“That which you create in beauty and goodness and truth lives on for all time to come.” -Denis Waitley
It’s been another spectacular week here in the Universe, and I’m pleased to take on another one of your wonderful questions in yet another Ask Ethan column! (Keep sending in your questions and suggestions if you have them.) This week’s question comes from Robert Scott, and it’s one of the simplest yet also the most puzzling:
I love looking at the beautiful long-exposure pictures of the Milky Way on the internet. I also love pictures of galaxies. One of my favorites is of Andromeda. I’ve read somewhere that it is quite large in the sky, but its arms are dim.
Here’s the question: why do I NEVER see the Andromeda galaxy in long-exposure Milky Way pictures?
Here’s what he’s talking about.
By taking a large number of long-exposure images of the night sky, either with a very large-aperture lens or an incredibly sensitive CCD-array camera (or both), you can get a good sampling of a very large section of the night sky, which you can then stitch together into a panoramic composite. The result is a beautiful, deep-sky exposure image of the sky, often including the Milky Way as a major target.
On the other hand, there’s the Andromeda Galaxy, even larger than the Milky Way and our closest major galactic neighbor at a distance of just over 2 million light-years from us.
This galaxy actually takes up a relatively large section of our night sky, as it appears maybe four-to-six times the size of the full Moon with your naked eye, depending on how much or how little light pollution there is in your skies when you see it.
Yet, despite being relatively close to the plane of the Milky Way in the night sky, you’re very unlikely to see it in the same photograph as a Milky Way panorama. You’re far more likely, in fact, to see two other galaxies that are much smaller and less significant!
On the left of this image, you might notice the large and small Magellanic clouds, respectively. Despite being much smaller than Andromeda (containing only a few percent the number of stars), these two objects actually appear larger in the night sky (from the Southern Hemisphere) due to the fact that they’re only about 170,000 light years away!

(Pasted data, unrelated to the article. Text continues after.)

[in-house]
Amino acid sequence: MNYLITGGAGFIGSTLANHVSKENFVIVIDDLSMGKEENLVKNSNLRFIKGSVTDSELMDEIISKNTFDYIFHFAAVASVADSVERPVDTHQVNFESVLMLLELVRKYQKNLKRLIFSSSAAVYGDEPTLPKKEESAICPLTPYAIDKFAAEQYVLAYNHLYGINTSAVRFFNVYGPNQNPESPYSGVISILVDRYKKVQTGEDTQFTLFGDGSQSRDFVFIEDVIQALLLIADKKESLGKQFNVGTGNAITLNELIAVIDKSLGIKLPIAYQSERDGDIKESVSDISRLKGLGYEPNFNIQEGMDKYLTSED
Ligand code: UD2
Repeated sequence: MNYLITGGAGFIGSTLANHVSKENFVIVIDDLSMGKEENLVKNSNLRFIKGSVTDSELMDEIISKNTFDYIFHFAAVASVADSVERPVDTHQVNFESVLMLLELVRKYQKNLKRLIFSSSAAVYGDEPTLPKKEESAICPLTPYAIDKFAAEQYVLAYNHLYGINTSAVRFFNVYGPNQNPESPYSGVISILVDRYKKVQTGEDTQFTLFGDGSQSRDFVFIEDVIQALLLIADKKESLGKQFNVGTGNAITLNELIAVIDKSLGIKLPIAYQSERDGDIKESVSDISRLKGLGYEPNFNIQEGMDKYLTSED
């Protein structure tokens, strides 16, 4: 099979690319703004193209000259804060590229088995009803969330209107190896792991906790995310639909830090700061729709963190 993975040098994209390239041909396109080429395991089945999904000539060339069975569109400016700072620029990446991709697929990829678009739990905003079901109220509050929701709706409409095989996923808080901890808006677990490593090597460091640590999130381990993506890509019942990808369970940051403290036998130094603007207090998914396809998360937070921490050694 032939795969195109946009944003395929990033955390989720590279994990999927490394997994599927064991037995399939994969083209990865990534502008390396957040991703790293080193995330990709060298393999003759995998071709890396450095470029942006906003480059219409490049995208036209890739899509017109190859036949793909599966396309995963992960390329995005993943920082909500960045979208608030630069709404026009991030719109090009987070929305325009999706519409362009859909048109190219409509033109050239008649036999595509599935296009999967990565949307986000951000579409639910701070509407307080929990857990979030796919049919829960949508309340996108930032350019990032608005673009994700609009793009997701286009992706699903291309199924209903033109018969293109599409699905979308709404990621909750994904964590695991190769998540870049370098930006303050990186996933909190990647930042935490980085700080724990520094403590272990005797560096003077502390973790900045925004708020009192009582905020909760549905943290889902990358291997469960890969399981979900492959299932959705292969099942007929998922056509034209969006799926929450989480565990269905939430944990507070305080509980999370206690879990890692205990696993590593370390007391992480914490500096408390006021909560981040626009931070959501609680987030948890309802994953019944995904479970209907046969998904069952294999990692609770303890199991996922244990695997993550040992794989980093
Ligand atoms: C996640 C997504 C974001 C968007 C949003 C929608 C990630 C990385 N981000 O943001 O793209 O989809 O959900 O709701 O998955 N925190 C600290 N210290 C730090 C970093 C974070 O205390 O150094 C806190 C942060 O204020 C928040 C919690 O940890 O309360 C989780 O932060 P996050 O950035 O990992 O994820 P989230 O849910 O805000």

They’re also displaced a little bit more than Andromeda is from our galactic plane, making them easier to view, not harder. You see, the way our eyes work, even something that’s brighter is more likely to be lost by our eyes against a more luminous background; contrast plays a big role in what we perceive.
You’ll very easily notice the large Magellanic cloud at the lower right of this image of the Milky Way, but do you notice a much smaller, fainter “smear” at the lower left of the Milky Way?
But when you see a whole-sky panorama like this, the quest for Andromeda is really like looking for a needle in the haystack of the bright night sky. Yes, you might be able to find it, but only if you know exactly what you’re looking for!
Despite being around three degrees across on the night sky, that’s only maybe 1-2% of a typical panoramic image, or the amount you’d see if you held up the white part of your pinkie finger’s nail at arm’s length. That’s the scale of the Andromeda galaxy you’re looking for.
Yet it’s very muck there, visible on the very left edge of this image. The fact that it’s so close to the Milky Way actually works against our eyes, but this will turn out to be a boon in the far future.
You see, Andromeda and the Milky Way are getting closer, and as the billions of years tick by, it will become far more prominent in our night sky!
Today, unfortunately, all we have is the upper-left-corner panel: what Andromeda looks like today.
It’s beautiful, and it’s real, but it’s sadly quite tiny against the vast expanse of our galaxy, which is why it looks so much better when the Milky Way is cropped.
Astrophotographers can take great care to bring out both the detail in a section of the Milky Way and also highlight the Andromeda galaxy, and compositions designed to do just that can be utterly spectacular. This is especially true because Andromeda happens to be located extremely close (in angular proximity) to the North American Nebula in the night sky!
The lesson is, if you know where to look in panoramas, you can often find Andromeda hiding in large panoramas of the night sky, but it takes a lot of experience to know where that location is. (See the lower right, below.)
Either that, or you’ll want a tremendously large and high-resolution image, and then you can hunt for a spectacular view of Andromeda at your leisure. Because it doesn’t change in the night sky, the best full-scale panorama I’ve found is actually from some 30 years ago, and I’m happy to share it with you here!
And if you were able to find it, on the right just about one screen up from the bottom, you’ve learned how to find Andromeda in-or-near panoramas of the Milky Way!
Thanks for joining me for another Ask Ethan; I’m still working with ScienceBlogs on some of the details I was hoping to have hashed out last week, but I’ll keep you posted. In the meantime, enjoy the wonders of the Universe, and I’ll see you over at Medium the rest of the days!